If you’ve spent five minutes on Twitter and follow a crew, you get flooded by a torrent of info, mostly irrelevant, often useless.
Twitter vets filter the noise and recognize the signals.
With that overload in mind, we were intrigued by Guy Kawasaki’s posting about Twitterhawk, a direct marketing tool for Twitter.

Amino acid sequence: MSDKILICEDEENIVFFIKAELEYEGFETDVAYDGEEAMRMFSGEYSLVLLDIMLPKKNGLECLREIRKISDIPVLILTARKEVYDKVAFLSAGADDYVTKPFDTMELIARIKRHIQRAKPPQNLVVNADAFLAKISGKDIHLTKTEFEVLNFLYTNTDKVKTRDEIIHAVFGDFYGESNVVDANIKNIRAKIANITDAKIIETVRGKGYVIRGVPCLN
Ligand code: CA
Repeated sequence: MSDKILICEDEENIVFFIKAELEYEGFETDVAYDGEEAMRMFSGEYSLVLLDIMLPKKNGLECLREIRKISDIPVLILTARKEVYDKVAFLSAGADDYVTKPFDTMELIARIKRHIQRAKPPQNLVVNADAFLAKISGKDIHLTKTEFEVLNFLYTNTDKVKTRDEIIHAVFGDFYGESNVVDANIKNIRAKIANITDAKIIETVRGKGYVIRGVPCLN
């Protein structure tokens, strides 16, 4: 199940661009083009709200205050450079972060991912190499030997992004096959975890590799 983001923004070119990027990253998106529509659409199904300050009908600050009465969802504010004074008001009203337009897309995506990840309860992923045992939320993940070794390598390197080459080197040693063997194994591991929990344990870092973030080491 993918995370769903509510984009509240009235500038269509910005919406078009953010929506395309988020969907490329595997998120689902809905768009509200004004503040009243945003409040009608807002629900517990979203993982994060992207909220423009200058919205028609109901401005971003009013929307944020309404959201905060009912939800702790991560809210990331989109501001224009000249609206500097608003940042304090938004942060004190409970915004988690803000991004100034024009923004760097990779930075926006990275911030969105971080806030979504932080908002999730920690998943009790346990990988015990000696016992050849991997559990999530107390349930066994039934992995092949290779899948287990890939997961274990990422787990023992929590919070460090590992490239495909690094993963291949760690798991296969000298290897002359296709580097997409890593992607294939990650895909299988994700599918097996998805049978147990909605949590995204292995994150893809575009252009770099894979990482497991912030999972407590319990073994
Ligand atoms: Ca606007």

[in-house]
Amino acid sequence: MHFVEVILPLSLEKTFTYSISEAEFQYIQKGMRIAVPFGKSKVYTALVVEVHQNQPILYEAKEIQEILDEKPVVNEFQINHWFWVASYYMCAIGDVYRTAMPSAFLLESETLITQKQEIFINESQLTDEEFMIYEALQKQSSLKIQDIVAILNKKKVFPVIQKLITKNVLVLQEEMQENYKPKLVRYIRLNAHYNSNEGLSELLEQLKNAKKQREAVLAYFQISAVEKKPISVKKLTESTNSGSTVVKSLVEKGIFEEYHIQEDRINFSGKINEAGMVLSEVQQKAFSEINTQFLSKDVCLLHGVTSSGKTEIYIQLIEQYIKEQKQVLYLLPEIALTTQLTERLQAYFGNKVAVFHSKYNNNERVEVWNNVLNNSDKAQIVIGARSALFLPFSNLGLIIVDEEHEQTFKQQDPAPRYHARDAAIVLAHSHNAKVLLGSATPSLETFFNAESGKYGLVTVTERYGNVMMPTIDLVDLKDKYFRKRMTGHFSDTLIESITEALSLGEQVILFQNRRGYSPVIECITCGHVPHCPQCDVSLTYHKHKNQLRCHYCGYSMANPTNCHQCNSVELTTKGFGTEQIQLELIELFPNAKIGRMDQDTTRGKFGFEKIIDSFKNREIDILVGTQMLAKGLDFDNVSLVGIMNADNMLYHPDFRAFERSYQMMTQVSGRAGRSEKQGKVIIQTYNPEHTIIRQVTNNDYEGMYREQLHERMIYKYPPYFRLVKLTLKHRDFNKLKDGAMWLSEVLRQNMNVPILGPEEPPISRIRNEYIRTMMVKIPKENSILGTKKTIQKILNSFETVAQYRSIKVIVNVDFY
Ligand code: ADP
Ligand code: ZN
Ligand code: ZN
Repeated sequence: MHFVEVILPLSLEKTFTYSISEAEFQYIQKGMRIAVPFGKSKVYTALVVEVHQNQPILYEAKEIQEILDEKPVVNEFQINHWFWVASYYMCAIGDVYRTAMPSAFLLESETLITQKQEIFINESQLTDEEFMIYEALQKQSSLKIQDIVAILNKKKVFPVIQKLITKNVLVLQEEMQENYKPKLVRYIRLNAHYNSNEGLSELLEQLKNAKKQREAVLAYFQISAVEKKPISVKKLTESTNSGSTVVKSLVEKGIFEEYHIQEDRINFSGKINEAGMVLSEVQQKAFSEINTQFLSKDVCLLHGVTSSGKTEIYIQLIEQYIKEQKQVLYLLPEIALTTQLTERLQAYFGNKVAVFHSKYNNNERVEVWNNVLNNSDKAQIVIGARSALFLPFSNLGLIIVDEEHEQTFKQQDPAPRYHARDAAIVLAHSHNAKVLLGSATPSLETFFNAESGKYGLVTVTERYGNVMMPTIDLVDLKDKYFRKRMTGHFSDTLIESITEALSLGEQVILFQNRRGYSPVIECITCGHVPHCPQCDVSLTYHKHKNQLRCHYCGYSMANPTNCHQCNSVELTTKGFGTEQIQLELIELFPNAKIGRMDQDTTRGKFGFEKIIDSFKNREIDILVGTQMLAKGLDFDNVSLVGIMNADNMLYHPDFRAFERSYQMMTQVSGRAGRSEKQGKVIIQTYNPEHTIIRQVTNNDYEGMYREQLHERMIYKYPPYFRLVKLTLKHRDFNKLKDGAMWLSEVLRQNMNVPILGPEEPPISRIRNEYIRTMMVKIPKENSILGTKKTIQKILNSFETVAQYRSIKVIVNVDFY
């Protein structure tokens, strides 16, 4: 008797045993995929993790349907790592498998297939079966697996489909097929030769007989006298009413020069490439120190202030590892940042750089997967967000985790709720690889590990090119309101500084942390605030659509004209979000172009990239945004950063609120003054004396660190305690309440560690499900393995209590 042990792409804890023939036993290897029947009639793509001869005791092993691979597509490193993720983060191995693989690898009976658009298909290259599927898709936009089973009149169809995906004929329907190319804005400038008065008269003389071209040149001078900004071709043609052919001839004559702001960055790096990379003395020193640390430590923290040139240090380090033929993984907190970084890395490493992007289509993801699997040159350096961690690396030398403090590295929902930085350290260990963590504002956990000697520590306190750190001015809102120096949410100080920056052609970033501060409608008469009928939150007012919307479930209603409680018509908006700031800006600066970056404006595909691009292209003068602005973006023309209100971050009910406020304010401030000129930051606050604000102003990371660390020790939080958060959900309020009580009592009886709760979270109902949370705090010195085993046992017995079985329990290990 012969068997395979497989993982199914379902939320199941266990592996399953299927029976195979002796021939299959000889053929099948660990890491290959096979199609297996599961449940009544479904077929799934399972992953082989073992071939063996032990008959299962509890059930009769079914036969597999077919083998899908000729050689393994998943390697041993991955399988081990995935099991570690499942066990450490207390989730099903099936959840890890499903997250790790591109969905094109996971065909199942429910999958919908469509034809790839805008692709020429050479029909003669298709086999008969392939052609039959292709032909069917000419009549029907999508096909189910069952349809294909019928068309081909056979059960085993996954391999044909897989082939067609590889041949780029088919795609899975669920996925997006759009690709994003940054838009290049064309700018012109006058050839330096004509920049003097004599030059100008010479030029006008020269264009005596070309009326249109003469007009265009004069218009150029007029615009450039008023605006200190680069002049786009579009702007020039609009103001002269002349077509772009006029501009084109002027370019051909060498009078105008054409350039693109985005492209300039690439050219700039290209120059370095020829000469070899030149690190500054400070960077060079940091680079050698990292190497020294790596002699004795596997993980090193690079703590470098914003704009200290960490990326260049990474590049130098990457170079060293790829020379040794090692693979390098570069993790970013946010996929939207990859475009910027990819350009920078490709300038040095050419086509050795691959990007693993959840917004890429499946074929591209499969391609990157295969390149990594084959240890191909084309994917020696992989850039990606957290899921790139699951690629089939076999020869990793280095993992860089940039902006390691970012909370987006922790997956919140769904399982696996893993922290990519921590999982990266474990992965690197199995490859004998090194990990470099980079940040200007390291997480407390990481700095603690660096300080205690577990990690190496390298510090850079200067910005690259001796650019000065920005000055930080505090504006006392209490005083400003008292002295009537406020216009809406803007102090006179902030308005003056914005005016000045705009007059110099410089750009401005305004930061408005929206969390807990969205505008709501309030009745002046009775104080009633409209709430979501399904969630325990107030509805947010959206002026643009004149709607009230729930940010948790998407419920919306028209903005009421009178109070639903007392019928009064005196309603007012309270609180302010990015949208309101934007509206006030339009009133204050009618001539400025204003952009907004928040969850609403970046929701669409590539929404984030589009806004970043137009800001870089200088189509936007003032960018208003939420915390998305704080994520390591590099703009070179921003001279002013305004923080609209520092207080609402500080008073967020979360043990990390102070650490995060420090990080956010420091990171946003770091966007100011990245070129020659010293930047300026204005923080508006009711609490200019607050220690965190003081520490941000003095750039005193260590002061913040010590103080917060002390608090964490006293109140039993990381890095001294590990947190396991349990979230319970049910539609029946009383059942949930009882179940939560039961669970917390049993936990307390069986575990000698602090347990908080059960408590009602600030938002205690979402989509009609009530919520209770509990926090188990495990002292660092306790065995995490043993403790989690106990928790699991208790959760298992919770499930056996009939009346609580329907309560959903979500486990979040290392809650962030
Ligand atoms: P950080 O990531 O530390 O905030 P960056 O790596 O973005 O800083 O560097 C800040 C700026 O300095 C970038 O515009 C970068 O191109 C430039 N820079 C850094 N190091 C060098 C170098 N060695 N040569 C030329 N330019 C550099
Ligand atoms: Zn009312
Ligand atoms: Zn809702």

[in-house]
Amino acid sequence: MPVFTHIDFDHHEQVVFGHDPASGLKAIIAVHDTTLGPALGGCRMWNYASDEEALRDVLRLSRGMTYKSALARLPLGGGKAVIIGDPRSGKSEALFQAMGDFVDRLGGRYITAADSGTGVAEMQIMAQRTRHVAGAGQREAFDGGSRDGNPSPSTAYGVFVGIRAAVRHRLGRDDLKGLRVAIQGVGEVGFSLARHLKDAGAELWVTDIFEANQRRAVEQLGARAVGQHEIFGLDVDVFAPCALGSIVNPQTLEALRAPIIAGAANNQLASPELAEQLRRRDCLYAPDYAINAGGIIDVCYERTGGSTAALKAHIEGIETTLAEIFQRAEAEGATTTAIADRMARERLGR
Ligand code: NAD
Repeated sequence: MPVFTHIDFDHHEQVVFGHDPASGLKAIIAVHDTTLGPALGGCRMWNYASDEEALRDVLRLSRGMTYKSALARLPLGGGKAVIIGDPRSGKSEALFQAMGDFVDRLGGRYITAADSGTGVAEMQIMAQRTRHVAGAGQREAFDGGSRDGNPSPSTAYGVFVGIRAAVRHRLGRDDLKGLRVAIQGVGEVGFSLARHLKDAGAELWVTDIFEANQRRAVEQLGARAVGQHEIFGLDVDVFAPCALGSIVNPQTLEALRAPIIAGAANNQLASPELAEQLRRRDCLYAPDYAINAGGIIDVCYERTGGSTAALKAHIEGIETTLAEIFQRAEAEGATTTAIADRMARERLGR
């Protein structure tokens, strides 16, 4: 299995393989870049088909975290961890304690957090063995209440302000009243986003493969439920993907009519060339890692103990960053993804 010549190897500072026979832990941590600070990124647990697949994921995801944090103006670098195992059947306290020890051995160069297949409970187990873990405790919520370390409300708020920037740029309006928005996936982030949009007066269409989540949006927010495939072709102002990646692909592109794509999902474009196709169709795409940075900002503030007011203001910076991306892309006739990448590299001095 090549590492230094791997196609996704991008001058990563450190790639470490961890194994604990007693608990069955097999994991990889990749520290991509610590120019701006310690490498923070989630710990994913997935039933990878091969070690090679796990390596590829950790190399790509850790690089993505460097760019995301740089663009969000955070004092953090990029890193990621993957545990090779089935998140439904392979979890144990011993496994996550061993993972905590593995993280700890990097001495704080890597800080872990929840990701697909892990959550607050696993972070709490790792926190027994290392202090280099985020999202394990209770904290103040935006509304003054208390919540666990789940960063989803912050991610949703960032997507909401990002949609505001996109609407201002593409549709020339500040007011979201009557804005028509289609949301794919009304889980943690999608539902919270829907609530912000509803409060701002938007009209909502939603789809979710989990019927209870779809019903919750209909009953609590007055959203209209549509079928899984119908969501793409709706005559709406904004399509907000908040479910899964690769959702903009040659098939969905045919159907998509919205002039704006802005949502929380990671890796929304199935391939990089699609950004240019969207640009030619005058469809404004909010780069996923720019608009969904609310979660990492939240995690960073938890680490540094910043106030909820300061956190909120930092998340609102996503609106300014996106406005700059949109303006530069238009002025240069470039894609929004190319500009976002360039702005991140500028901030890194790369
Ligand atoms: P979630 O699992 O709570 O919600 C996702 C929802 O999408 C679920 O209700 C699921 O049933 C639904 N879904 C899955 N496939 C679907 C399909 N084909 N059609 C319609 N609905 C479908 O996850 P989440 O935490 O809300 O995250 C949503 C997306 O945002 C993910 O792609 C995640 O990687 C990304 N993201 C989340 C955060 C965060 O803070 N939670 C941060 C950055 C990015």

Twitterhawk searches Twitter for your “key words” and allows you to set automatic or manual responses to these messages for $0.05 a pop. Clearly, this is a company trying to create real value without biting the hand that feeds it.
But what happens when a spammer or group without scruples enters the market? Twitterhawk could become Twitterhock. And that would ruin everyone’s tweet.
The link to Kawasaki’s article: